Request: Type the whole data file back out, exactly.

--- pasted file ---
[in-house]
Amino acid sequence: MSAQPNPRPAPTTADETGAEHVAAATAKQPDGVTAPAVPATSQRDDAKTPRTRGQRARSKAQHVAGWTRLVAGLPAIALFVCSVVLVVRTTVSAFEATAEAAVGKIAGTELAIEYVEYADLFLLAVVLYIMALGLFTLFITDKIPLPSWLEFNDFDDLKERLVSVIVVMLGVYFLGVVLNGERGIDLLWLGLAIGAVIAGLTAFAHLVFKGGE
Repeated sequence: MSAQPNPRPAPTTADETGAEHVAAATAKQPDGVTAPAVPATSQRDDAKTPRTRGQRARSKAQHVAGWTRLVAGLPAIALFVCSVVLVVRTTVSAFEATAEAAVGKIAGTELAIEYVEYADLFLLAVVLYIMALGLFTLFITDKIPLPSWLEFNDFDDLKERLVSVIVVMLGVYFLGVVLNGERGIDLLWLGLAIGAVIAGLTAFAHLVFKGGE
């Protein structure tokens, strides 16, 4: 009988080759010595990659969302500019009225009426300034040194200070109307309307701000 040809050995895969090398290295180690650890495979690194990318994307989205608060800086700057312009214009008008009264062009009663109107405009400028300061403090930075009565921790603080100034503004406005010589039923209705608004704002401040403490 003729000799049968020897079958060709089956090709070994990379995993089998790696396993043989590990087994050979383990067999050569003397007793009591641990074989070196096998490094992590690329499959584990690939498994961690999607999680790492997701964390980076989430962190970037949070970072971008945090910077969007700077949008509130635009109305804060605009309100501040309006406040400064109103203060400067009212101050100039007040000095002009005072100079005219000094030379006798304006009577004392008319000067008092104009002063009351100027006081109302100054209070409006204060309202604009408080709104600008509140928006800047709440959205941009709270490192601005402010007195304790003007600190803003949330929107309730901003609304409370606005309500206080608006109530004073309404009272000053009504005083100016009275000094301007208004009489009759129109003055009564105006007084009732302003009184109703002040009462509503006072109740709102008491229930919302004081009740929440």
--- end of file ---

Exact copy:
[in-house]
Amino acid sequence: MSAQPNPRPAPTTADETGAEHVAAATAKQPDGVTAPAVPATSQRDDAKTPRTRGQRARSKAQHVAGWTRLVAGLPAIALFVCSVVLVVRTTVSAFEATAEAAVGKIAGTELAIEYVEYADLFLLAVVLYIMALGLFTLFITDKIPLPSWLEFNDFDDLKERLVSVIVVMLGVYFLGVVLNGERGIDLLWLGLAIGAVIAGLTAFAHLVFKGGE
Repeated sequence: MSAQPNPRPAPTTADETGAEHVAAATAKQPDGVTAPAVPATSQRDDAKTPRTRGQRARSKAQHVAGWTRLVAGLPAIALFVCSVVLVVRTTVSAFEATAEAAVGKIAGTELAIEYVEYADLFLLAVVLYIMALGLFTLFITDKIPLPSWLEFNDFDDLKERLVSVIVVMLGVYFLGVVLNGERGIDLLWLGLAIGAVIAGLTAFAHLVFKGGE
């Protein structure tokens, strides 16, 4: 009988080759010595990659969302500019009225009426300034040194200070109307309307701000 040809050995895969090398290295180690650890495979690194990318994307989205608060800086700057312009214009008008009264062009009663109107405009400028300061403090930075009565921790603080100034503004406005010589039923209705608004704002401040403490 003729000799049968020897079958060709089956090709070994990379995993089998790696396993043989590990087994050979383990067999050569003397007793009591641990074989070196096998490094992590690329499959584990690939498994961690999607999680790492997701964390980076989430962190970037949070970072971008945090910077969007700077949008509130635009109305804060605009309100501040309006406040400064109103203060400067009212101050100039007040000095002009005072100079005219000094030379006798304006009577004392008319000067008092104009002063009351100027006081109302100054209070409006204060309202604009408080709104600008509140928006800047709440959205941009709270490192601005402010007195304790003007600190803003949330929107309730901003609304409370606005309500206080608006109530004073309404009272000053009504005083100016009275000094301007208004009489009759129109003055009564105006007084009732302003009184109703002040009462509503006072109740709102008491229930919302004081009740929440």